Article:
12 (14.5%)

   Missing data

1 (0.7%)

0 (0.0%)

0 (0,0%)

0 (0.0%)

0 (0.0%)

0 (0.0%)

3 (3.6%)

* One-way ANOVA: p < 0.05 when compared to borderline and p < 0.001 when compared to adenoma

Pathologic profile of EOC included in this study is presented in Table 2. As expected, we have observed a higher prevalence of ovarian serous adenocarcinoma (n = 44) when compared to ovarian mucinous adenocarcinoma (n = 20), ovarian endometrioid adenocarcinoma (n = 20), and ovarian clear cell adenocarcinoma (n = 3). Considering the most prevalent primary EOC histological types (serous, mucinous, and endometrioid), there was no statistical significant differences at women's age at diagnosis. However, it is worthwhile to point that the only histological type that affected women under the age of 30 year old was serous carcinoma, while for other EOC histological types every case was diagnosed after this age, and this tendency is statistically significant (Fisher's test, p = 0.0126; data not shown) (Table 3).
Table 2

Pathologic profile of epithelial ovarian cancers.

Parameters

N (%)

Histological Type

 

   Serous

44(30.1)

   Mucinous

20(13.7)

   Endometrioid

20(13.7)

   Clear cells

3(2.1)

   Adenocarcinoma without other specification

58(39.7)

   Others

1(0.7)

FIGO Stage

 

   I

29(19.9)

   II

10(6.9)

   III

35(23.9)

   IV

15(10.3)

   Missing data

57(39.0)

Differentiation Grade

 

   Well

18(12.3)

   Moderate

30(20.6)

   Poor

17(11.6)

   Missing data

81(55.5)

Laterality

 

   Left

11(7.5)

   Right

12(8.2)

   Bilateral

29(19.9)

   Missing data

94(64.4)

Table 3

Characteristics of the most observed cancer histological types.

Parameters

Histological Type

Totalª

 

Endometrioid

Serous

Mucinous

 

Age at diagnosis

(mean ± SD)

54.80 ± 12.76

52.70 ± 15.95

51.76 ± 8.85

52.72 ± 13.71

   30 or less

0(0.0%)

7(15.9%)

0(0.0%)

7(8.4%)

   31 to 40

2(10.0%)

3(6.8%)

1(5.0%)

6(7.1%)

   41 to 50

8(40.0%)

10(22.7%)

11(55.0%)

29(34.5%)

   51 to 60

2(10.0%)

9(20.5%)

3(15.0%)

14(16.7%)

   More than 60

8(40.0%)

15(34.1%)

5(25.0%)

28(33.3%)

FIGO Stage

    

   I

7(35.0%)

11(25.0%)

5(25.0%)

23(27.4%)

   II

2(10.0%)

6(13.6%)

1(5.0%)

9(10.7%)

   III

1(5.0%)

13(29.6%)

7(35.0%)

21(25.0%)

   IV

2(10.0%)

2(4.5%)

2(10.0%)

6(7.1%)

   Missing data

8(40.0%)

12(27.3%)

5(25.0%)

25(29.8%)

ªTotal cases of EOC specified as endometrioid, serous or mucinous.

Regarding EOC FIGO classification, we have documented 29 cases diagnosed at stage I, 10 cases detected at stage II, 35 cases diagnosed at stage III, and 15 cases detected at stage IV, in a total of 89 staged cancers. We have also observed a slight predominance of poor staged cancers, as 43.8% of cases had a better prognosis profile (I and II) versus 56.2% of the cases that showed a poor prognosis standard (III and IV). Analyzing the FIGO staging of the tumor within each histological type category, we could not establish any statistically relevant association. Interestingly, 58.3% of the ovarian endometrioid adenocarcinomas, for which data was available, were FIGO-classified as stage I tumors, whereas for serous and mucinous ovarian adenocarcinomas the referred proportions were 34.4% and 33.3%, respectively (Table 3). Among EOC with available degree of differentiation data, we have noticed a prevalence of moderately differentiated tumors, while poorly differentiated and highly differentiated ones were observed almost at the same range (Table 2). As for laterality of the tumors, only 35.6% of the analyzed clinical charts documented this disease characteristic, and bilateral EOCs were slightly more frequent than unilateral ones (Table 2).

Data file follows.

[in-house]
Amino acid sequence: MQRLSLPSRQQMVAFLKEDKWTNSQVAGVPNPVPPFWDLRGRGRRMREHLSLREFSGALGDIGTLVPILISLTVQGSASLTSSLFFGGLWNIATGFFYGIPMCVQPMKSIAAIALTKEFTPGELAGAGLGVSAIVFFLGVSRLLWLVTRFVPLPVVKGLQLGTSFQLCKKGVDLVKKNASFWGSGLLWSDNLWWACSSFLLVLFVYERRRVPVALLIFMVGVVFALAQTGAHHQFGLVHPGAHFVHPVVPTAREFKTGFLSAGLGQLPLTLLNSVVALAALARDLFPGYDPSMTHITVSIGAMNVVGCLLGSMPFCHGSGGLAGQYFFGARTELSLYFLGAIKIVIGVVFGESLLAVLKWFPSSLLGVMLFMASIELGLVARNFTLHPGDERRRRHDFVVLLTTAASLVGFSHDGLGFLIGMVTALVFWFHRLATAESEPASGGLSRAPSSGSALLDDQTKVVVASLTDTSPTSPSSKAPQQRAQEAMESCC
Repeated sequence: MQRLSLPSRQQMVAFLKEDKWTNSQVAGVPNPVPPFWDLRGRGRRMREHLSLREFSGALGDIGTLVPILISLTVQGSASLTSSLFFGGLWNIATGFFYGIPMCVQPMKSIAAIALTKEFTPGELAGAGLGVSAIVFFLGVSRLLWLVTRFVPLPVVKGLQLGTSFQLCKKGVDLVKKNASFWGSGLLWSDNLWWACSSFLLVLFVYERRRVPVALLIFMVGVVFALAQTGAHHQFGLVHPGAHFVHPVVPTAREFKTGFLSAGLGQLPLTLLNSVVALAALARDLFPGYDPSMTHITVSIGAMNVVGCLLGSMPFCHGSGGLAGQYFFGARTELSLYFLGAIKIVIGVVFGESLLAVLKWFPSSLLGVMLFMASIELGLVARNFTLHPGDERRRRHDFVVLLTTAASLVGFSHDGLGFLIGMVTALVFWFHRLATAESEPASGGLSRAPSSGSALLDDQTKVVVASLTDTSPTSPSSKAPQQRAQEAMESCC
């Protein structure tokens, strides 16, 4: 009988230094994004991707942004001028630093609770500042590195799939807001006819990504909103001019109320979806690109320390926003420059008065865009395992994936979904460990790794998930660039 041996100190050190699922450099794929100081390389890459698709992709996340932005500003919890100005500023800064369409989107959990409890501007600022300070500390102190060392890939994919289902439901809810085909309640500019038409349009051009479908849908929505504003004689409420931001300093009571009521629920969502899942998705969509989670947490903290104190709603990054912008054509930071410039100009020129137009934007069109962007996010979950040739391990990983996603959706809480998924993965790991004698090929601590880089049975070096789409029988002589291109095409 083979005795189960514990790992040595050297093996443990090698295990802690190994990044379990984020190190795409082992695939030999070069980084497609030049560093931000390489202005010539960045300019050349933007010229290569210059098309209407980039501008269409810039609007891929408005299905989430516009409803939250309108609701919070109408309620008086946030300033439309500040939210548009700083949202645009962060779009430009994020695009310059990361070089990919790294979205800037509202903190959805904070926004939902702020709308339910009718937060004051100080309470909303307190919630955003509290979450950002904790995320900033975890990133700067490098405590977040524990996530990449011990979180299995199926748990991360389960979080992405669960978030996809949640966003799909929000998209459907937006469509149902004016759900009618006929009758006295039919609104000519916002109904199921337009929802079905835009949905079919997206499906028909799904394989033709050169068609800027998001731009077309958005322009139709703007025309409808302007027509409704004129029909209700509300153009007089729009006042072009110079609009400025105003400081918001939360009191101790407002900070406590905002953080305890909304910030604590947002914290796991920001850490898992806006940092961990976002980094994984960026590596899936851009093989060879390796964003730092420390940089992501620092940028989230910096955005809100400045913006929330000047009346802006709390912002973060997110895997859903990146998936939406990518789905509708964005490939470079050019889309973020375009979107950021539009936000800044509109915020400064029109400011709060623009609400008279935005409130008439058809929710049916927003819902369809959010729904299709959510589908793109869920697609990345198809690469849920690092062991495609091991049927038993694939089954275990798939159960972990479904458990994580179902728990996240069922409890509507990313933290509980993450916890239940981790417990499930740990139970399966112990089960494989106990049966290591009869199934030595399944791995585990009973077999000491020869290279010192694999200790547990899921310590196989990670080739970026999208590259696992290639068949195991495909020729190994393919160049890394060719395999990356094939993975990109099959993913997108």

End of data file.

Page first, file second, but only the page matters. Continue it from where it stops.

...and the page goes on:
Patients' clinical outcome and chemotherapy regimens prescribed to EOC patients have been also analyzed, and the correspondent data are compiled in Tables 4 and 5. Considering patients for which data was available only, we have observed that 10% of the patients underwent neoadjuvant therapy, 78% of them received adjuvant therapy and, from those whose disease has relapsed, 92% got post-relapse therapy. Concerning the chemotherapy regimens prescribed to EOC patients, we have noted: i) for neoadjuvant therapy: 90% of the patients received a platinum-based regimen, being 70% of them in association with paclitaxel; ii) for adjuvant therapy: about 82.4% of the patients got the first choice adjuvant therapy with platinum-based drug, being 47.1% treated with platinum associated with paclitaxel, 20.6% platinum associated with cyclophosphamide, and 14.7% platinum alone; iii) for post-relapse therapy: 56.4% of the patients received platinum-based therapy. As for platinum-based therapy responsiveness, 17.1% of the patients were resistant to the treatment, whereas 22.6% were susceptible to this therapy (Table 4).
Table 4

Treatment and clinical outcome of the ovarian cancer patients

Parameter

N (%)

Neoadjuvant Therapy

 

   Yes

10(6.9)

   No

91(62.3)

   Missing data

45(30.8)

Adjuvant Therapy

 

   Yes

68(46.6)

   No

16(11.0)

   Deceased before therapy

3(2.0)

   Missing or insufficient data

59(40.4)

Post-Relapse Therapy

 

   Yes

23(74.2)

   No

2(6.3)

   Missing or insufficient data

6(19.5)

Clinical Outcome

 

   Cure

7(4.8)

   Disease-free

23(15.7)

   Relapse

30(20.5)

   Death before relapse

24(16.4)

   Relapse after cure

1(0.7)

   Missing or insufficient data

61(41.8)

Platinum responsiveness

 

   Resistant

25(17.1)

   Susceptible

33(22.6)

   No platinum-based therapy

17(11.6)

   Missing or insufficient data

71(48.6)

Table 5

Chemotherapy regimens prescribed to the ovarian cancer patients.

Chemotherapy

N (%)

Neoadjuvant

 

   Platinum

1(10.0)

   Platinum + Paclitaxel

7(70.0)

   Platinum + Cyclophosphamide

1(10.0)

   No information

1(10.0)

Adjuvant

 

   Platinum

10(14.7)

   Paclitaxel

3(4.4)

   Cyclophosphamide

1(1.4)

   Platinum + Paclitaxel

32(47.1)

   Platinum + Cyclophosphamide

14(20.6)

   Doxorubicin

1(1.5)

   No information

7(10.3)

Post-Relapse

 

   Platinum

4(17.3)

   Paclitaxel

2(8.7)

   Gemcitabine

5(21.7)

   Topotecam

1(4.4)

   Etoposide

1(4.4)

   Platinum + Paclitaxel

9(39.1)

   No information